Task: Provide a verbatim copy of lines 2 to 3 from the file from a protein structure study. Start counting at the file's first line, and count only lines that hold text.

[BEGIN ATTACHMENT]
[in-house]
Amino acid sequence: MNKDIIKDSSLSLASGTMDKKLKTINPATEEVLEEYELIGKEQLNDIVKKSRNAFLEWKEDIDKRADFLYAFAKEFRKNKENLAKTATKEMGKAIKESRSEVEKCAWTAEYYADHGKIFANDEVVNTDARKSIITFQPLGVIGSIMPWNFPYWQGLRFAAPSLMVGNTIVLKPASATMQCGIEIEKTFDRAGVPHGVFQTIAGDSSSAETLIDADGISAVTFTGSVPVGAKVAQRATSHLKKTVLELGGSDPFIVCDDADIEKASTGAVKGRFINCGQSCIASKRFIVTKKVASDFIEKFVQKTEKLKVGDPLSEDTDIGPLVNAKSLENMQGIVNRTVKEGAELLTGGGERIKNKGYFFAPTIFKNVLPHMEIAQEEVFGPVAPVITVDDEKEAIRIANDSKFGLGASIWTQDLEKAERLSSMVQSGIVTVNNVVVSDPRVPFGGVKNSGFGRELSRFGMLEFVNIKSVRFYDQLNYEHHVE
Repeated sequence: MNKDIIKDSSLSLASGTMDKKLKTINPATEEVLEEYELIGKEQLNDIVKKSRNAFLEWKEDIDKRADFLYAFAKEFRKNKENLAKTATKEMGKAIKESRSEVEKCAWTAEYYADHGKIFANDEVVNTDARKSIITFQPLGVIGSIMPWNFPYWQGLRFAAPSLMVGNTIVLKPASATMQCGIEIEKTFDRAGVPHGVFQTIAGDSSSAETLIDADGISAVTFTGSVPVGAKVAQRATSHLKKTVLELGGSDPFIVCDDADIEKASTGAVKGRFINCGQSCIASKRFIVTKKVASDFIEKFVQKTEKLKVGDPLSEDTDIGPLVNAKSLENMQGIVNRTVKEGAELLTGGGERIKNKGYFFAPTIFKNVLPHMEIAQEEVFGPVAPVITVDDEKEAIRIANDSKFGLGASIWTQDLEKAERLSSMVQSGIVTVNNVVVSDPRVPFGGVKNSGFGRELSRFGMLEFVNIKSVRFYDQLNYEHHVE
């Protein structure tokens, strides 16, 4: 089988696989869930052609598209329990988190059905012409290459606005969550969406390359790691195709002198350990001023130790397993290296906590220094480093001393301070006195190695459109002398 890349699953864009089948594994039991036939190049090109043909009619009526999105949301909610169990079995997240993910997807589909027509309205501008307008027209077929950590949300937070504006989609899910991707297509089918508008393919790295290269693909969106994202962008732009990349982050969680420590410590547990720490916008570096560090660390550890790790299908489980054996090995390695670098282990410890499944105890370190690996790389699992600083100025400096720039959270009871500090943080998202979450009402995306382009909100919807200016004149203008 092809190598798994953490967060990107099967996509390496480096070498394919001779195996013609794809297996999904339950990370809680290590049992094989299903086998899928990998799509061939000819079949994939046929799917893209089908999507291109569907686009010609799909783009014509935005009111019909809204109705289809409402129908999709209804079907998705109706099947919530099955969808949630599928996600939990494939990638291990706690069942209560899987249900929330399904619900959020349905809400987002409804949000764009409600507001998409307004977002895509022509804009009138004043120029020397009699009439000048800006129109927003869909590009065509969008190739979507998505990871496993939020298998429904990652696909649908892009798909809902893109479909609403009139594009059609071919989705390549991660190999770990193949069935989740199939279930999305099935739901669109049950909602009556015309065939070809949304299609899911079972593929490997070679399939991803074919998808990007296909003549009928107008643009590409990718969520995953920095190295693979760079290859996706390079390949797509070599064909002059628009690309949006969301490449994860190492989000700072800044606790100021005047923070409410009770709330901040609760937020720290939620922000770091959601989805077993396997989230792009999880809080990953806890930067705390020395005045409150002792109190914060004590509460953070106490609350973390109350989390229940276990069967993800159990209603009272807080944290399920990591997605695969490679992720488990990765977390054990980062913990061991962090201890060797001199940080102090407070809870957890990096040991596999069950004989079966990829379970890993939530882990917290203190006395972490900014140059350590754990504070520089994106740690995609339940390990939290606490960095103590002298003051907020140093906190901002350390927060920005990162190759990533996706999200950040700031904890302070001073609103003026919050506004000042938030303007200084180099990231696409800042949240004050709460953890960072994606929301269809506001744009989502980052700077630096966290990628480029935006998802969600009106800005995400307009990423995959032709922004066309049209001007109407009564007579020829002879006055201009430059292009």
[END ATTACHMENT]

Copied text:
Amino acid sequence: MNKDIIKDSSLSLASGTMDKKLKTINPATEEVLEEYELIGKEQLNDIVKKSRNAFLEWKEDIDKRADFLYAFAKEFRKNKENLAKTATKEMGKAIKESRSEVEKCAWTAEYYADHGKIFANDEVVNTDARKSIITFQPLGVIGSIMPWNFPYWQGLRFAAPSLMVGNTIVLKPASATMQCGIEIEKTFDRAGVPHGVFQTIAGDSSSAETLIDADGISAVTFTGSVPVGAKVAQRATSHLKKTVLELGGSDPFIVCDDADIEKASTGAVKGRFINCGQSCIASKRFIVTKKVASDFIEKFVQKTEKLKVGDPLSEDTDIGPLVNAKSLENMQGIVNRTVKEGAELLTGGGERIKNKGYFFAPTIFKNVLPHMEIAQEEVFGPVAPVITVDDEKEAIRIANDSKFGLGASIWTQDLEKAERLSSMVQSGIVTVNNVVVSDPRVPFGGVKNSGFGRELSRFGMLEFVNIKSVRFYDQLNYEHHVE
Repeated sequence: MNKDIIKDSSLSLASGTMDKKLKTINPATEEVLEEYELIGKEQLNDIVKKSRNAFLEWKEDIDKRADFLYAFAKEFRKNKENLAKTATKEMGKAIKESRSEVEKCAWTAEYYADHGKIFANDEVVNTDARKSIITFQPLGVIGSIMPWNFPYWQGLRFAAPSLMVGNTIVLKPASATMQCGIEIEKTFDRAGVPHGVFQTIAGDSSSAETLIDADGISAVTFTGSVPVGAKVAQRATSHLKKTVLELGGSDPFIVCDDADIEKASTGAVKGRFINCGQSCIASKRFIVTKKVASDFIEKFVQKTEKLKVGDPLSEDTDIGPLVNAKSLENMQGIVNRTVKEGAELLTGGGERIKNKGYFFAPTIFKNVLPHMEIAQEEVFGPVAPVITVDDEKEAIRIANDSKFGLGASIWTQDLEKAERLSSMVQSGIVTVNNVVVSDPRVPFGGVKNSGFGRELSRFGMLEFVNIKSVRFYDQLNYEHHVE